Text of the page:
The Citadel will review its collection of past yearbooks for racially offensive images and, when it deems necessary, will insert information sheets noting the offensive images don't represent the school's values.
Its announcement came moments after Citadel President Gen. Glenn Walters met with members of the National Action Network, which sought the meeting after cadets alerted the civil rights group to the images.
James Johnson, president of the local NAN chapter, praised the move.
"I think it was a good and fruitful meeting," Johnson said. "This is a victory for everybody."
Virginia's politics have been roiled for more than a week over whether Gov. Ralph Northam posed in blackface and whether he should resign as a result.
Last week, Walters sent out a message to The Citadel's community acknowledging that some disturbing racist images are part of the school's past, specifically singling out old yearbooks (known as The Sphinx).
"Unfortunately, some of the images from these yearbooks are deeply disturbing and offensive, depicting racist, sexist or abusive conduct or language," he wrote. "The images have periodically been rediscovered by members of our campus community, media representatives or members of the public. While these photos are not recent, when viewed, they cause a visceral reaction, and people are understandably upset."
Walters said those photos, and the controversy in Virginia, can serve as a teachable moment.
"We do not and will not shy away from discussing them because they are a reminder of what happens if members of our community stray from the core values of honor, duty and respect."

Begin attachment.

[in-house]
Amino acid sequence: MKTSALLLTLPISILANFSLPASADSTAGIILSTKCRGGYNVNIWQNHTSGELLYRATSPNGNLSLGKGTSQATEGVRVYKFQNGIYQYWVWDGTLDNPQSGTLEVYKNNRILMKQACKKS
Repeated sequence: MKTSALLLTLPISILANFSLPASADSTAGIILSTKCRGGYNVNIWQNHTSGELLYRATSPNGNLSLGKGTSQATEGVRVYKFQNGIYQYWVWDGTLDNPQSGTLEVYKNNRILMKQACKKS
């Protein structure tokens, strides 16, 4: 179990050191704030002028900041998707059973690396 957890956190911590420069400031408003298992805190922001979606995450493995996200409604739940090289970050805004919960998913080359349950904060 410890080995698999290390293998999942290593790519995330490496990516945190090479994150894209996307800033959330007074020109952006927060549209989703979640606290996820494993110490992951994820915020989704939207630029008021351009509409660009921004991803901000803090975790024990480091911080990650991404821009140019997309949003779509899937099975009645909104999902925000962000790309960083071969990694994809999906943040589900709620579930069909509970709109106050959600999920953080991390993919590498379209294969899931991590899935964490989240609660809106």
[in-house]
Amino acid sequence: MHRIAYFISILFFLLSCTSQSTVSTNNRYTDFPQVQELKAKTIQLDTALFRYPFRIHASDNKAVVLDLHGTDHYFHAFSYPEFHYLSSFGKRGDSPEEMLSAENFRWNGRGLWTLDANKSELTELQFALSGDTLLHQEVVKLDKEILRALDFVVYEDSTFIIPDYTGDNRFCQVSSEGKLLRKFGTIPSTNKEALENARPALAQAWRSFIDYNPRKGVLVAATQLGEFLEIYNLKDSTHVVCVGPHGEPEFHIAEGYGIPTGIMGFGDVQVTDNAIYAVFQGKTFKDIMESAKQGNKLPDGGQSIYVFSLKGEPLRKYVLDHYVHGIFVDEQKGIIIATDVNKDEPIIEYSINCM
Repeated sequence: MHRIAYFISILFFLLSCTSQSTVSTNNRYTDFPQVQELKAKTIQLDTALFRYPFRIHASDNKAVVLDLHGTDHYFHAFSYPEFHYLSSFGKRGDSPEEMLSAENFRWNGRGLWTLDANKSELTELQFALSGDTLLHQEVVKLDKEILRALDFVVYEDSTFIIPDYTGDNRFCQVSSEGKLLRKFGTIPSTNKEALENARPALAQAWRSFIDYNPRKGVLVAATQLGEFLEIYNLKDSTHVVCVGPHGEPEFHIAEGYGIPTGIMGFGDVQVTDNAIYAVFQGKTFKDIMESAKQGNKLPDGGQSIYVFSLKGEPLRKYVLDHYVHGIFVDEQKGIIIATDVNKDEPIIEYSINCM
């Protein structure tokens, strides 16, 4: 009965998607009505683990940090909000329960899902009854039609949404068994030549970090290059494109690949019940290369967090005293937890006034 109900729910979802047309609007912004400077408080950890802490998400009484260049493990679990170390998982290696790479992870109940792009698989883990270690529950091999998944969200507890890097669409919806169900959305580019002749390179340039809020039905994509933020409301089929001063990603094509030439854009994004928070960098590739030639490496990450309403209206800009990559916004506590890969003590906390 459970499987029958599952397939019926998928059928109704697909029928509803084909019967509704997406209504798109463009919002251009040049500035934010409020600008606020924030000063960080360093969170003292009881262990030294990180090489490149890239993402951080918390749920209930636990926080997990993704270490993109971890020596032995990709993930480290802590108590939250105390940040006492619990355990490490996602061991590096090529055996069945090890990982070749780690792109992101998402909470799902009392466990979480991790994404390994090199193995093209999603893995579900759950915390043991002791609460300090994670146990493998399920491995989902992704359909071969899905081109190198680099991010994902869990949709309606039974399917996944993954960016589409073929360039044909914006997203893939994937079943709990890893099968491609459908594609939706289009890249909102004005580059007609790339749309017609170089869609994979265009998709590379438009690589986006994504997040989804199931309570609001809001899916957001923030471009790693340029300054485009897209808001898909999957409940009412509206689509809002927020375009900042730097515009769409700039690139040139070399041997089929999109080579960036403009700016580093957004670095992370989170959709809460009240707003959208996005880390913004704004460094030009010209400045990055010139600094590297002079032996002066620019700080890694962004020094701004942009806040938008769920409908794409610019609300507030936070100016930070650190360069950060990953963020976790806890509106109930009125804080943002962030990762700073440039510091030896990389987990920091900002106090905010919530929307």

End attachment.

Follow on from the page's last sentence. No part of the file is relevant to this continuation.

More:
The conversation between Walters and NAN leaders went beyond racially insensitive yearbook images. Jacqualin Yeadon of NAN said the conversation touched on recruiting more African-American students, procurement opportunities for the minority community and civil rights groups' use of the school's alumni hall.
"They were very cooperative," she said, adding those possibilities will be pursued in future meetings.
Johnson noted he and Walters hit it off because they both served in the Marines. Walters was second in command of the Marine Corps before leaving to take the president post at his alma mater last year.
"I think we have somebody that we can really work with," Johnson said. "The welcome from the general was very warm. We hit it off."
Johnson said some Citadel yearbooks might be removed or placed under lock and key, but spokesman Lt. John Dorrian said they would remain available in the school's library, with new notations.
"It's not something that will get any better if we shy away from it," Dorrian said.